bool ComparePassword(string attempt, byte[] hashedPassword, byte[] salt)

You can always replace the Tuple type by another class that would have the properties byte[] HashedPassword and byte[] Salt. Also often, but not always, the salt and the password are usually base64 encoded. That usually allows you to have a slightly nicer view of the data that is stored while also avoiding storing binary data in your persistence mechanism.

Additionally Rfc2898DeriveBytes outputs 20 bytes. So return rfc2898.GetBytes(32); should be return rfc2898.GetBytes(20);

Answering your additional question about the iteration count, there is nothing wrong with that. You can even use that as a pepper, different users can have slightly different iteration counts. Which makes the job of a hacker harder. In some scenarios people also store the actually algorithm that was used to hash the password. That might allow you to switch between algorithms in a easier fashion.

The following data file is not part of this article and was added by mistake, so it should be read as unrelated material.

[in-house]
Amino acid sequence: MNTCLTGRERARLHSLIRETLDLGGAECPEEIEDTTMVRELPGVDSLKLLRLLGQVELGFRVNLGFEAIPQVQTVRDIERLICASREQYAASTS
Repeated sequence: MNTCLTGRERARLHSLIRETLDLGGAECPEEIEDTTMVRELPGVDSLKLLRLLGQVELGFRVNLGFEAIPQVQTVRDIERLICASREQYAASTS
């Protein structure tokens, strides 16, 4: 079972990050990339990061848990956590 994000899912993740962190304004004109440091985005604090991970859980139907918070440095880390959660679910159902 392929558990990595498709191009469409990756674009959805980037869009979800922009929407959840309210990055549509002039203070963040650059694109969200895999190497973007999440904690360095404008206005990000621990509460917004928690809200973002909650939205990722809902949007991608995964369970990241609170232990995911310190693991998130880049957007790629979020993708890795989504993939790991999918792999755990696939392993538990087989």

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  • \$\begingroup\$ I also always allow one to pass an optional Encoding, just in case the default isn't what they want. \$\endgroup\$ – Der Kommissar Jul 16 '18 at 19:41
  • \$\begingroup\$ That is all the code I need to do PBKDF2 hashing or am I missing something? This is my first time doing it and it seemed like very little code. \$\endgroup\$ – Brandon D Jul 16 '18 at 20:07
  • \$\begingroup\$ @BrandonD yeah it is indeed easy to hash a password. You gotta appreciate the APIs that are rovided for you. If I am not mistaken the only thing that is wrong on your code is that the output of Rfc2898DeriveBytes is 20 bytes and not 32 bytes. owasp.org/index.php/Using_Rfc2898DeriveBytes_for_PBKDF2 \$\endgroup\$ – Bruno Costa Jul 16 '18 at 20:57
  • \$\begingroup\$ @BrunoCosta That's why you should always specify a HashAlgorithmName (I always specify SHA512), because PBKDF2 in .NET is broken (go figure). \$\endgroup\$ – Der Kommissar Jul 16 '18 at 21:04
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    \$\begingroup\$ @BrunoCosta IIRC different iteration counts per-user don't make things all-that-much harder on the attacker, assuming the attacker has a copy of the database. Everything they need to build the password is in there. If brute-force, still no benefit, all it does is change how long it takes depending on the user. \$\endgroup\$ – Der Kommissar Jul 16 '18 at 21:08
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I've finally had a chance to make an answer to this, but I want it noted that Bruno Costa had a great answer, and this is only an improvement on his.